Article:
Adam NealFollow




Rawlings School of Divinity


Doctor of Philosophy in Theology and Apologetics (PhD)


Kevin King


Augustine, Christian History, Hebrew Bible, Marriage, New Testament, Sacrament


History of Philosophy | Metaphysics | Other Philosophy | Philosophy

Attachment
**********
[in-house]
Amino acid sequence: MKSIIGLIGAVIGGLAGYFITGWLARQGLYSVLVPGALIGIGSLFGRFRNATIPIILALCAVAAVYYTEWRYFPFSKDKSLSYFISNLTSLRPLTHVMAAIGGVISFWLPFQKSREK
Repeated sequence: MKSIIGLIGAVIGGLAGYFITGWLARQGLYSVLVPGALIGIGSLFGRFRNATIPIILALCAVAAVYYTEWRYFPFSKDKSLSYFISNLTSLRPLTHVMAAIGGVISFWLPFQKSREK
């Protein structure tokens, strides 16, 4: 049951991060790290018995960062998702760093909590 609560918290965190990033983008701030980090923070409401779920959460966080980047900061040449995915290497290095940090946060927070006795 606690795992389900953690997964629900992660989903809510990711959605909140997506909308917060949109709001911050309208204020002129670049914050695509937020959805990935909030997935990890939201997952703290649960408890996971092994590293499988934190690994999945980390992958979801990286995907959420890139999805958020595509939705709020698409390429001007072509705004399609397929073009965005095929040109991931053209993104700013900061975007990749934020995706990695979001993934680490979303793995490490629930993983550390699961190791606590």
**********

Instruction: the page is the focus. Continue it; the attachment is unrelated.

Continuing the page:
Protestant theology has historically rejected marriage as sacrament, a rejection which continues to resound in the majority of contemporary Protestant scholarship. Yet many, if not most, arguments against sacramental marriage tacitly follow an outline set forward by Luther and Calvin which, if examined with critical scrutiny, is based on a problematic soteriological premise. In light of this, the present study sets forward a comprehensive argument in favor of Protestant theology reaffirming marriage as a sacrament through systematic investigation into the Hebrew Bible (Old Testament), New Testament, and Christian history. After developing a critical hermeneutic founded on realist epistemological grounds, a continuous line is drawn from Genesis to Revelation that affirms marriage as not only sacred in a general manner, but specifically designed by God for the welfare of human society, both physical and spiritual. This consistent thread is shown in the fabric of early Hebrew society, despite its historical acceptance of polygamy as a social necessity, and served as a central symbol of the prophetic rebukes of Israel/Judah. A yearning for a spiritual aspect of marriage that transcends even death can be seen arising from the eschatological hopes of the Israelite textual traditions, which come into further expression in the New Testament. While the words of Jesus concerning the fate of the remarried widow are often used to negate or dismiss eschatological expectations for marriage, a positive evaluation is given that provides a historical context for interpretation which affirms rather than denies eschatological hope. Celibacy, the only other acceptable Christian sexual pattern, is developed by Paul in 1 Cor 7 as a careful balance of issues that does not relegate marriage as spiritually inferior, as it is often taken. On the basis of these scriptural traditions, the historical development of the sacramental theological tradition is presented with emphasis on the contributions of Augustine of Hippo whereby marriage is part of the larger sacramental fabric while still maintaining a special place due to its pre-fallen origin and symbolic import. In contrast, the Scholastic tradition sought pseudo-empirical formulae whereby sacraments served as instrumental causes of Grace. It was on this basis that the Protestant tradition, originating initially in Luther and Calvin, rejected marriage as a sacrament due to its apparent disassociation with the instrumental transference of Grace, which they reserved for baptism and communion. As a consequence, the Protestant tradition inherited problematic theological bases that have in turn opened the door to divorce by functionally allowing secular society to determine marital norms. In contrast, the present study provides a positive presentation for a cohesive view of marriage derived from Scripture that advances marriage as a special and sacred institution much in need of revitalization and respect.